European stocks advanced on Tuesday after European Union leaders reached a deal on a 750 billion euro ($862 billion) recovery fund to help the region recover from the coronavirus crisis.
The pan-European Stoxx 600 closed 0.3% higher provisionally, paring back gains somewhat from earlier in the session. Most sectors and major bourses were in positive territory by the market close.
EU heads of state had been locked in talks since Friday morning to discuss the proposed recovery fund and the EU's next budget, but there had been deep divisions over the size and composition of the fund. Early Tuesday morning, however, the leaders reached a breakthrough agreement.
European Council President Charles Michel said he believes this deal will be seen as a "pivotal moment" for Europe. "We did it! Europe is strong. Europe is united," he said in an early Tuesday press conference announcing the agreement. "These were, of course, difficult negotiations in very difficult times for all Europeans."
On Wall Street, stocks were mostly higher on the back of strong earnings. Traders also looked for more clues on fiscal stimulus. House Minority Leader Kevin McCarthy told CNBC Tuesday that he doesn't expect a coronavirus relief bill to pass before the end of the month.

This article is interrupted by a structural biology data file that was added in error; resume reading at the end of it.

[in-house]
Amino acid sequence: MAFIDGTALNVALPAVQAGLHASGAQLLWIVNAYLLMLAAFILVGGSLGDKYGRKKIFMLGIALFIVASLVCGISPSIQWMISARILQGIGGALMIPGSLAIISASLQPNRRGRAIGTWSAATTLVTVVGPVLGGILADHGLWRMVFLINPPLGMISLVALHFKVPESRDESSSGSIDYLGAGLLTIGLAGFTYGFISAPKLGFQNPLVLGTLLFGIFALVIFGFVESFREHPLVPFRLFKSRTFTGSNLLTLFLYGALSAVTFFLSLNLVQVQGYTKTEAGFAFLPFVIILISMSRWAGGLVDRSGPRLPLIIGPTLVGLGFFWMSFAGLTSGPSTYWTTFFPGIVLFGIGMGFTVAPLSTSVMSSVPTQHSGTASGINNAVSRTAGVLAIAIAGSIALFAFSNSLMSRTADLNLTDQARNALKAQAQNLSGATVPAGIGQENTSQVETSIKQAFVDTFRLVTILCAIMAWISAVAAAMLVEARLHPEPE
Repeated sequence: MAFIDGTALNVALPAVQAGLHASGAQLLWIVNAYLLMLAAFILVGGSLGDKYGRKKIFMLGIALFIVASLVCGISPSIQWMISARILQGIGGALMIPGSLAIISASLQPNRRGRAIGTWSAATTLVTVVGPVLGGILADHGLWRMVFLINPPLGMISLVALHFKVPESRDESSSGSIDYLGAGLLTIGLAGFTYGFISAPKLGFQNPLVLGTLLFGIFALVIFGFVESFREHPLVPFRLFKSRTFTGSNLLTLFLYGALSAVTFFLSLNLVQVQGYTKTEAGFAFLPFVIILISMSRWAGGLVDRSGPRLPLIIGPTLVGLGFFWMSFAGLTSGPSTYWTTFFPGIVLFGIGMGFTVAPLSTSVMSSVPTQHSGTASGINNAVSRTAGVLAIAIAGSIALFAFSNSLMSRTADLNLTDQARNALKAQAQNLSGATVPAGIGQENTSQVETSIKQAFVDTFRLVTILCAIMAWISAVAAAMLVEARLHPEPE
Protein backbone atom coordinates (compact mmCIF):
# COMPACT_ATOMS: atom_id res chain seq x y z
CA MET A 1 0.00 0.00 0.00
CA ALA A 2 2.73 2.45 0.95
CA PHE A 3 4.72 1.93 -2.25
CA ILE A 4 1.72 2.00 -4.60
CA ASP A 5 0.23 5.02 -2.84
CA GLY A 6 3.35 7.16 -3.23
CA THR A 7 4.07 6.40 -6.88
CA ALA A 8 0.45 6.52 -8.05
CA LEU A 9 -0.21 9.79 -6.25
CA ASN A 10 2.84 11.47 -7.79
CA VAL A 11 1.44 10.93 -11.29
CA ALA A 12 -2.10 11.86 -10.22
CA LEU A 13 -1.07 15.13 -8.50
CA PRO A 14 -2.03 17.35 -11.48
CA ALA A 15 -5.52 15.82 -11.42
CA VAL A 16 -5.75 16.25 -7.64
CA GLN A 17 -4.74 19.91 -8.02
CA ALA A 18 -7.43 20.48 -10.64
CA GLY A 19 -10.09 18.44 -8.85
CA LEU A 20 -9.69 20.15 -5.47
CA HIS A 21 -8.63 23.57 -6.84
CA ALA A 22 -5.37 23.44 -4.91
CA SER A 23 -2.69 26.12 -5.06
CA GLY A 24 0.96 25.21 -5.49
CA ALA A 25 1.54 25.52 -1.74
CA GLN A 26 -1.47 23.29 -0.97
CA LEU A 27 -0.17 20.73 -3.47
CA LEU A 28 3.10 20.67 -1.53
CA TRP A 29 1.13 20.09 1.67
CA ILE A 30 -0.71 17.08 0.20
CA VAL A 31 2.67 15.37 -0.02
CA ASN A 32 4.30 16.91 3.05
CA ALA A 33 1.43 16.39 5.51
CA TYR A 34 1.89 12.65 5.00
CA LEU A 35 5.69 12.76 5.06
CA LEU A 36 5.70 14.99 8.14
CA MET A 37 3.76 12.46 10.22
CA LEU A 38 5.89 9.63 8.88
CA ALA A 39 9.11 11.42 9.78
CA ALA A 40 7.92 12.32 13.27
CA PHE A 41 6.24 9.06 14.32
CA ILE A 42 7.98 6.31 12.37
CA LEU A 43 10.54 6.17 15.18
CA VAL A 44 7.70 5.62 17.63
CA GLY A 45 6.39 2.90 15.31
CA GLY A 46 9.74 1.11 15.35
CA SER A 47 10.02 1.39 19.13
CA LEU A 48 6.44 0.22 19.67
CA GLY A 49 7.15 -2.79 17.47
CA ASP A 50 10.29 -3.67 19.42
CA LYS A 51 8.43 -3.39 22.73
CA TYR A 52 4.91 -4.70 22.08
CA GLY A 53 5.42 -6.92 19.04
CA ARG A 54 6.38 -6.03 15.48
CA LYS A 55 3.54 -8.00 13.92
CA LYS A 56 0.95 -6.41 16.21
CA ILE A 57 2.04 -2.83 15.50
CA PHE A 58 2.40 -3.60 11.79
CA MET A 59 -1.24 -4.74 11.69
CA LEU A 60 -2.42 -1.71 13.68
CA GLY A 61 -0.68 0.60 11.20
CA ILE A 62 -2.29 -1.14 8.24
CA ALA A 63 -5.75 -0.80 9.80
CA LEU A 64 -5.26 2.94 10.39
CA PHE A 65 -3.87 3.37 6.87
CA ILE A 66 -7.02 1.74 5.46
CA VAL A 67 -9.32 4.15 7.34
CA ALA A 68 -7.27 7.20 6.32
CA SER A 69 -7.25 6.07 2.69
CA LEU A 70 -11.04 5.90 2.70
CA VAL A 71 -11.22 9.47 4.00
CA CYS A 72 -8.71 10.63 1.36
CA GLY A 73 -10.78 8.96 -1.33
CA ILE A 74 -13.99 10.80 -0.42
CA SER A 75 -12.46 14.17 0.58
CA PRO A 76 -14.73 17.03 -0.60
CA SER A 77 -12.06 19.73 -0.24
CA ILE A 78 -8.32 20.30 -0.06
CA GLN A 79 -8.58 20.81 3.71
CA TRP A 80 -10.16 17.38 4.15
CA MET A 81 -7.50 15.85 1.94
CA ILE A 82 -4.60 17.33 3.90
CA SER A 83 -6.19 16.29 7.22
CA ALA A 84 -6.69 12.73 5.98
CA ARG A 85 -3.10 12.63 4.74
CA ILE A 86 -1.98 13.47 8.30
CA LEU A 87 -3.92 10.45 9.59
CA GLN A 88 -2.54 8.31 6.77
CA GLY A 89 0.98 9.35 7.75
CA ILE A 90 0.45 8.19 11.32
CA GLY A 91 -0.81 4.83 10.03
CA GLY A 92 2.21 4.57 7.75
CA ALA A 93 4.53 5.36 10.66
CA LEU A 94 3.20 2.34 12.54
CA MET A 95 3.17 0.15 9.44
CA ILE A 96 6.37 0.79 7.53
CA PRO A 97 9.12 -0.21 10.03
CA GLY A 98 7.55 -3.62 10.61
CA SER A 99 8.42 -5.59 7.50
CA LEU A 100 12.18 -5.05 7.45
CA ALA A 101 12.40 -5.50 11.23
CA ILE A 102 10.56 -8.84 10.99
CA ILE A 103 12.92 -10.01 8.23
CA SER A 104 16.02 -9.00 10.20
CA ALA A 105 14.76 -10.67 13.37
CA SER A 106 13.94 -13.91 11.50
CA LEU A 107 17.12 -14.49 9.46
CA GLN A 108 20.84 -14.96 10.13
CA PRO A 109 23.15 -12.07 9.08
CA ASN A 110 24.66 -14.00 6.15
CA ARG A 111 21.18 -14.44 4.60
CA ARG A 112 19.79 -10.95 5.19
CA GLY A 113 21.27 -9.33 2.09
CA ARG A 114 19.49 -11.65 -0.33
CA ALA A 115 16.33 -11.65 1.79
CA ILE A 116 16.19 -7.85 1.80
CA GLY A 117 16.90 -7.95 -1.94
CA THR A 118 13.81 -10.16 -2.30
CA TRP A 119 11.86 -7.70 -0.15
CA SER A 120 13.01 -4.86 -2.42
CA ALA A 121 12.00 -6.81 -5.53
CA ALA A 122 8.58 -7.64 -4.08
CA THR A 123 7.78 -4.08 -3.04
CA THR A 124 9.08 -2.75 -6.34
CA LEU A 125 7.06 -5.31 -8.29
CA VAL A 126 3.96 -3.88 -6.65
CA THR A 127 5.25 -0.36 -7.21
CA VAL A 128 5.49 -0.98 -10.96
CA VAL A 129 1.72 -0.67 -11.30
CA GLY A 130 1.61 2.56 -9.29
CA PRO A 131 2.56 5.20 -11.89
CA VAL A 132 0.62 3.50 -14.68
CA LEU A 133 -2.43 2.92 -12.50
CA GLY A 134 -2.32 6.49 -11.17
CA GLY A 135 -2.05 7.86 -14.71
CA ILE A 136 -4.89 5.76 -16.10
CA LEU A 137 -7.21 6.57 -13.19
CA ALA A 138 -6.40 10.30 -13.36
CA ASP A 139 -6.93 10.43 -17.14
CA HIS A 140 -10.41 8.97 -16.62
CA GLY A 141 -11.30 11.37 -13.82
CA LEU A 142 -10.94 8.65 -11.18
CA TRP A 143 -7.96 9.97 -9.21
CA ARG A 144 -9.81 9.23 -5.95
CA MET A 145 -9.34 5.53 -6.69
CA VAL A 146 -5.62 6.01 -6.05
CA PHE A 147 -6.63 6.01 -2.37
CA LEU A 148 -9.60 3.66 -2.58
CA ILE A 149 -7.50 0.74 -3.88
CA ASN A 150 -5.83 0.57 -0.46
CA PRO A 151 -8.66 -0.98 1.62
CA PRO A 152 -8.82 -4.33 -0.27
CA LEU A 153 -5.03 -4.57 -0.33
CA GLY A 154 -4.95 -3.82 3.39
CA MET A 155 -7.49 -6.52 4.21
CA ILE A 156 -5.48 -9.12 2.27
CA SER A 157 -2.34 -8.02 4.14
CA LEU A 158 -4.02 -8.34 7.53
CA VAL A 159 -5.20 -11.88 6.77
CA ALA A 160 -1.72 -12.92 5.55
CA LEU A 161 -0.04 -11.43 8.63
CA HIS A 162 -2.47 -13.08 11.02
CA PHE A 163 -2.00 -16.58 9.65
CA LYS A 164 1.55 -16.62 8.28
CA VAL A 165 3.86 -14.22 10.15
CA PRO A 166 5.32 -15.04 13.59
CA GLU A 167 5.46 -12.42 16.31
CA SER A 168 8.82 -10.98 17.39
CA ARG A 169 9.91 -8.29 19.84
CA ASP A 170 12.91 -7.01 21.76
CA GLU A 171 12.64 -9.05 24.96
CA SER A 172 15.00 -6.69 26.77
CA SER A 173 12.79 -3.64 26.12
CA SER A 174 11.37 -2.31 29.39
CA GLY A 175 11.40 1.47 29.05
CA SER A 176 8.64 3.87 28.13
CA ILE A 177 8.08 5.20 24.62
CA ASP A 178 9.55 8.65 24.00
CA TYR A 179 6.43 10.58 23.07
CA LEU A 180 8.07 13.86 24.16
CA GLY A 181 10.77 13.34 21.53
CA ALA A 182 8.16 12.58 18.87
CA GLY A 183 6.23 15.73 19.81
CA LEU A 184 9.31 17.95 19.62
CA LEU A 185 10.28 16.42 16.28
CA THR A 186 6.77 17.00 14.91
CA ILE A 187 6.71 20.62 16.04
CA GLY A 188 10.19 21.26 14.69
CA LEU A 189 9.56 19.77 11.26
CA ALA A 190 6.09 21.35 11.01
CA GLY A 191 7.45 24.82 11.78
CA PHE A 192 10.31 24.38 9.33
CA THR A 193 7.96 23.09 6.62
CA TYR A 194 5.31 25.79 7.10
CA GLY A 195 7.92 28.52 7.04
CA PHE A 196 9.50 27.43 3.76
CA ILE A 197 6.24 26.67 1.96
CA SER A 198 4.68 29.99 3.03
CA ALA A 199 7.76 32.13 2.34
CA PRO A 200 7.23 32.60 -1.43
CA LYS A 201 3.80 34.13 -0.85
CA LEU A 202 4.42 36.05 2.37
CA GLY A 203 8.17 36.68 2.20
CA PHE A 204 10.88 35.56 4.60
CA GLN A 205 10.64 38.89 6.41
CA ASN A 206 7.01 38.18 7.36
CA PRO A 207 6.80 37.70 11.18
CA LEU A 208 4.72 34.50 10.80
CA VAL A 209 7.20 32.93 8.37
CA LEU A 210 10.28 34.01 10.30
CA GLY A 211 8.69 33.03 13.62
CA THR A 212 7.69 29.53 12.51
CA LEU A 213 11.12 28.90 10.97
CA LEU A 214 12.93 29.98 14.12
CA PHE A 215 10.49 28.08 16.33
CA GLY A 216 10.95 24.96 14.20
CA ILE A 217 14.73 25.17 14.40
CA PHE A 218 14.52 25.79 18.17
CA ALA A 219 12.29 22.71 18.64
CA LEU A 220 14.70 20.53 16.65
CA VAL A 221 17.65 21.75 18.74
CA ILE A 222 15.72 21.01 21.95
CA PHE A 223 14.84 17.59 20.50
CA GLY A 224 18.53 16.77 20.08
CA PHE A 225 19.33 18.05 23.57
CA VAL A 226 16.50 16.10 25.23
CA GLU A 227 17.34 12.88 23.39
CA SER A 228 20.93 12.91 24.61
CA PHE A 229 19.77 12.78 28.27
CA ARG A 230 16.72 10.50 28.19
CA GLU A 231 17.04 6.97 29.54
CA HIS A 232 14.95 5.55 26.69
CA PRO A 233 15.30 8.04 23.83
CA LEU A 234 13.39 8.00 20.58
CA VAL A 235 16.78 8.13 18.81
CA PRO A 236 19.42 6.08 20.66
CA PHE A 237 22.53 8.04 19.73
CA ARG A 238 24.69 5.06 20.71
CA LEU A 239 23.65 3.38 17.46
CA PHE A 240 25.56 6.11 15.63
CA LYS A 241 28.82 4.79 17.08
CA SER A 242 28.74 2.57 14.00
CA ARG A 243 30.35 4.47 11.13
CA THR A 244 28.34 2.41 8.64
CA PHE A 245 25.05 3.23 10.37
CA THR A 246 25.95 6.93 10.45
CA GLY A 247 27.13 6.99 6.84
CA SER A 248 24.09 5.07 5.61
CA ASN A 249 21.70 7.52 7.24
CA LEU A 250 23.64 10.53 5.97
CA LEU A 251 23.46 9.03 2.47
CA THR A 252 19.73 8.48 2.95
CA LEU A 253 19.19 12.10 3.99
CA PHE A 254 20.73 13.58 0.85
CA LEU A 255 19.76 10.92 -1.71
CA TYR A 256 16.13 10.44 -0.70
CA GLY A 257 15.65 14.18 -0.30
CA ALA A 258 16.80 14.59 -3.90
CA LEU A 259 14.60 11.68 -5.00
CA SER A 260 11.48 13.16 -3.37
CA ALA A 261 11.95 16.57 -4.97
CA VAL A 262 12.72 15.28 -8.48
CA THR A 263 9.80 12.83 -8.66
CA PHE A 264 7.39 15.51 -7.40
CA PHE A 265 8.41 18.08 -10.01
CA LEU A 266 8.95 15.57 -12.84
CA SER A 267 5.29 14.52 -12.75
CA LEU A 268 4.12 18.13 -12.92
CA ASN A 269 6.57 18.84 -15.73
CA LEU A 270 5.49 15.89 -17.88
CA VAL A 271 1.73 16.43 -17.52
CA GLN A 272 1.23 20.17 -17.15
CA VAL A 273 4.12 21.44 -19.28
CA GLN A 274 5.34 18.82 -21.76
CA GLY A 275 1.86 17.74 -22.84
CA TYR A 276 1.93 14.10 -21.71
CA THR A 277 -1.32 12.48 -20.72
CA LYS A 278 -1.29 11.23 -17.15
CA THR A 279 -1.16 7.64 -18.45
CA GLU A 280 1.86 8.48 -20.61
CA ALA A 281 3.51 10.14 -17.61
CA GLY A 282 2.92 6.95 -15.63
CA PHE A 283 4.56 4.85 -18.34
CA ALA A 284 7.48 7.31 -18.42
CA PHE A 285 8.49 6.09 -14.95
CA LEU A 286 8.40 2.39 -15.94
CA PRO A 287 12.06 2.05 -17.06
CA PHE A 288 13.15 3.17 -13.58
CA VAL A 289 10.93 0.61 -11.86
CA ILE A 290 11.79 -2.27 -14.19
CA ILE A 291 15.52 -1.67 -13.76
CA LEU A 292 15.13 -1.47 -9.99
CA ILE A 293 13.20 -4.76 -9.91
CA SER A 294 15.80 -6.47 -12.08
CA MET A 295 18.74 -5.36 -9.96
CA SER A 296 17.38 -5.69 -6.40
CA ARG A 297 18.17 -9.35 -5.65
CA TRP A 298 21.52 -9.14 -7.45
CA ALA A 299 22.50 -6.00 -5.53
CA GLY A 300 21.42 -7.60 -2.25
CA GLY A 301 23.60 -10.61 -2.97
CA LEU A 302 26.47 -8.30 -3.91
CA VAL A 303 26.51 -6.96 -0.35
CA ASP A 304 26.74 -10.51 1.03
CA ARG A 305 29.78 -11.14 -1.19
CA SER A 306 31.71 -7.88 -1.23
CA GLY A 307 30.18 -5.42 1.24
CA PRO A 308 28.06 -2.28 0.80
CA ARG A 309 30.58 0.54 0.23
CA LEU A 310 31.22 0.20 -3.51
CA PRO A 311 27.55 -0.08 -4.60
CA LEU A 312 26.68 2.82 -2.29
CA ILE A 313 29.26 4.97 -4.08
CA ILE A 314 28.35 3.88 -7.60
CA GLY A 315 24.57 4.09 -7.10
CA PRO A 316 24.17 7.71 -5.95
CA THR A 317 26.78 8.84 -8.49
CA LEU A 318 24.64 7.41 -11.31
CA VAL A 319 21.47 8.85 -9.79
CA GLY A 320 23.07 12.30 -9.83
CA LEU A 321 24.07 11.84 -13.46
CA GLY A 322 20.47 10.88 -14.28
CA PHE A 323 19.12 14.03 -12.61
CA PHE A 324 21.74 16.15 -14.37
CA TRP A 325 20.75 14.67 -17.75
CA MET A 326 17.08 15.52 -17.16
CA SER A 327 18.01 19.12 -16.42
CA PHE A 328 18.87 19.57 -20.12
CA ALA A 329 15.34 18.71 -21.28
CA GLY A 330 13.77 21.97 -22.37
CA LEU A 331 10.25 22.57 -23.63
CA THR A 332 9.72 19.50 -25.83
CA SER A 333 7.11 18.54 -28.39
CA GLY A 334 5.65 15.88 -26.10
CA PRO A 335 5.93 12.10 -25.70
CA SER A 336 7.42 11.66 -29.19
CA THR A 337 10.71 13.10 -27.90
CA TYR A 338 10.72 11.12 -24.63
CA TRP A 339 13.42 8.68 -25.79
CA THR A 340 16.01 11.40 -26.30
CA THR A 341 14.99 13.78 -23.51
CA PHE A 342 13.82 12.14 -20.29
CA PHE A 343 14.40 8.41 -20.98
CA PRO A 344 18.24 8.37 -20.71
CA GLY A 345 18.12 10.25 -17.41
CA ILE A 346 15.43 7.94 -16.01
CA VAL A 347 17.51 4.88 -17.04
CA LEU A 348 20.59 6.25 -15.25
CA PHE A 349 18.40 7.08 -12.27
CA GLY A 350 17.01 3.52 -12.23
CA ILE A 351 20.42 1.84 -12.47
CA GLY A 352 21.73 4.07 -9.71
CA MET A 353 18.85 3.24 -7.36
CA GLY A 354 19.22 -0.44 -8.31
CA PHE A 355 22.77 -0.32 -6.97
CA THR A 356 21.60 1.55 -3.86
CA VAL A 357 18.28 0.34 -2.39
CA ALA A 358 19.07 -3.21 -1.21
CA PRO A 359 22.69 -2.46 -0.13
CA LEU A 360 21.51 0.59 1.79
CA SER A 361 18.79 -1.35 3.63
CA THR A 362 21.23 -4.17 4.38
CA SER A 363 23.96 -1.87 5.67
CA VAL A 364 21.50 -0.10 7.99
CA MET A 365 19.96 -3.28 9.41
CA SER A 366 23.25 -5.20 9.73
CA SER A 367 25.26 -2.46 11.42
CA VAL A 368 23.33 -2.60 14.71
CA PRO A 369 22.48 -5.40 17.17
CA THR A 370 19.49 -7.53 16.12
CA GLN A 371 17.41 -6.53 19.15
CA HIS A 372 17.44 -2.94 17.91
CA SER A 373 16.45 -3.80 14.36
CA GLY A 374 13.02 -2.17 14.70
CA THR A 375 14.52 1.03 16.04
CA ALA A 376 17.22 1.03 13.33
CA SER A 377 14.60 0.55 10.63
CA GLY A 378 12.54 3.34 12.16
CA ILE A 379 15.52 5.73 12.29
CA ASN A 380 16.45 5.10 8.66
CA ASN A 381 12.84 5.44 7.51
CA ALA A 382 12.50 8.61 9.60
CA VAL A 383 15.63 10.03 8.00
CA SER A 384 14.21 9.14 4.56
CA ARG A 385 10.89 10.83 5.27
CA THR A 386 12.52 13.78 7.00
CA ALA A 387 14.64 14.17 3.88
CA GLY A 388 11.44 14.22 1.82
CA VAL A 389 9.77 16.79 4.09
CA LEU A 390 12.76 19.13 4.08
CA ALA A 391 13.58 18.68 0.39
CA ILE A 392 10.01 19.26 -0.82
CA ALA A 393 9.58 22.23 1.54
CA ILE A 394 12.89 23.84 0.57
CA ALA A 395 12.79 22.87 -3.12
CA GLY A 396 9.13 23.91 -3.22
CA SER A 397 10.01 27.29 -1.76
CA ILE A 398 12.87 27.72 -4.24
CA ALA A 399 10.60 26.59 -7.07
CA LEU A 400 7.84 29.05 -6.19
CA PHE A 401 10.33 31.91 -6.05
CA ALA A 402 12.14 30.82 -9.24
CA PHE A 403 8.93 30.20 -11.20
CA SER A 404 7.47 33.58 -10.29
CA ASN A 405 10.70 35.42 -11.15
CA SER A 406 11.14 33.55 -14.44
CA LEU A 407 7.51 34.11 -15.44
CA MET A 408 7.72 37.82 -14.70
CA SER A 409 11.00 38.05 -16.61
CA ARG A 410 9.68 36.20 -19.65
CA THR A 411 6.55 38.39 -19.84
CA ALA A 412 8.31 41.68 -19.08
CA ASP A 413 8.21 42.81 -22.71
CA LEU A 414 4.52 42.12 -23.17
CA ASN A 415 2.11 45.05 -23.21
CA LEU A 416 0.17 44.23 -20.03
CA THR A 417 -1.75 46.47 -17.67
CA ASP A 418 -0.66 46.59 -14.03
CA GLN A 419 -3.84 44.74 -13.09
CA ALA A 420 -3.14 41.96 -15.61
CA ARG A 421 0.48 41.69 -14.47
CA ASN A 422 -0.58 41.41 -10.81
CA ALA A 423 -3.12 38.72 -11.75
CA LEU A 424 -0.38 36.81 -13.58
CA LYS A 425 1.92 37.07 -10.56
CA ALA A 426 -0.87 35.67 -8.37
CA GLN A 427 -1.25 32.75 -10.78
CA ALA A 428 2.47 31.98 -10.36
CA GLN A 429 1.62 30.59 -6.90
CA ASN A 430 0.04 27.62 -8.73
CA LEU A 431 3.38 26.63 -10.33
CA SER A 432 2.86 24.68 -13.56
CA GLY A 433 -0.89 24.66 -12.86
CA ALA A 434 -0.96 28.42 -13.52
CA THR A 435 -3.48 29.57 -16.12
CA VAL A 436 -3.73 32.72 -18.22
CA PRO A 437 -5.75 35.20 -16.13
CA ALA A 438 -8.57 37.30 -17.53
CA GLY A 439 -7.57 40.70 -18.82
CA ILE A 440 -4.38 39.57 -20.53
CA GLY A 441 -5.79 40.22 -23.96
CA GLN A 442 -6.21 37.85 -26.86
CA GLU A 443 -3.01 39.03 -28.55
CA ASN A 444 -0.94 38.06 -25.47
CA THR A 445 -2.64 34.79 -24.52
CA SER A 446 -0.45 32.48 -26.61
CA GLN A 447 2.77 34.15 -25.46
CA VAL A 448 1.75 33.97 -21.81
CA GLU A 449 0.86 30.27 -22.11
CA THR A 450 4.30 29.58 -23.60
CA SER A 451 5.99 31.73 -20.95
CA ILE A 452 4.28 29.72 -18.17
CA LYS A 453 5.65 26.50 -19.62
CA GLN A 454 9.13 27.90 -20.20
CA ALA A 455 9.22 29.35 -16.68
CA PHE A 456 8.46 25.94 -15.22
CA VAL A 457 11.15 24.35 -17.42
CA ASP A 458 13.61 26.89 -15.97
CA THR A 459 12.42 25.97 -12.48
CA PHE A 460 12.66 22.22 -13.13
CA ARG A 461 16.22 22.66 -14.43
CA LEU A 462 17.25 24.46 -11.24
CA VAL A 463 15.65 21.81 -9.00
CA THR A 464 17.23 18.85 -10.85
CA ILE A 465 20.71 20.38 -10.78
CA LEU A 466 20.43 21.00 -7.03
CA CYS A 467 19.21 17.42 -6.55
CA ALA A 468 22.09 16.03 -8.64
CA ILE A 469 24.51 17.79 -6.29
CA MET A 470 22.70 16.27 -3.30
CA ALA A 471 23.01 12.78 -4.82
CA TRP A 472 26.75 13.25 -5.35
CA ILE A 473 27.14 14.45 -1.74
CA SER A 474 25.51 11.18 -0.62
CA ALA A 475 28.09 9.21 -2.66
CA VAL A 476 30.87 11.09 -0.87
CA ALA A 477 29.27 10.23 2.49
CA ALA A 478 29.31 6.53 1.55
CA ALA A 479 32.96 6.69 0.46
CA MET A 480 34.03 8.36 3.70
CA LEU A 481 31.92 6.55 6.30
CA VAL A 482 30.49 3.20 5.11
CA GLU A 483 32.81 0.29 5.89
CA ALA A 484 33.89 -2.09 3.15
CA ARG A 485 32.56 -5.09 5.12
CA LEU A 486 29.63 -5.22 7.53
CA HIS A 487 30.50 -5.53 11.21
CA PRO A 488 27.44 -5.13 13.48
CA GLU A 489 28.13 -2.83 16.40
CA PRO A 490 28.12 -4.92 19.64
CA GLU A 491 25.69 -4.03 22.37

Positive news in the hunt for a coronavirus vaccine also buoyed market sentiment again Tuesday. Pfizer and BioNTech reported early positive data on a joint coronavirus vaccine Monday and another candidate from Oxford University and AstraZeneca also showed a positive immune response in an early trial. Covid-19 has now infected more than 14.6 million people worldwide and killed over 608,000.
Major corporate earnings came thick and fast Tuesday morning, with UBS announcing a net profit of $1.23 billion for the second quarter of 2020, down 11% from the same period last year ($1.4 billion). Analysts polled by the Swiss lender had expected a net profit of $973 million.
Swiss drugmaker Novartis cut its 2020 sales outlook after reporting a fall in second-quarter profit and sales, with net income dropping 4% to $1.9 billion from $2.1 billion during the same period in 2019.
Swedish automaker Volvo swung to a first-half operating loss but said it expects businesses to recover as countries emerge from lockdown measures, having seen a strong rebound in China since the economy reopened.
At the bottom of the European blue chip index, shares of sports betting group GVC plunged almost 12% after British tax authorities announced a probe into the company's former Turkish gambling unit.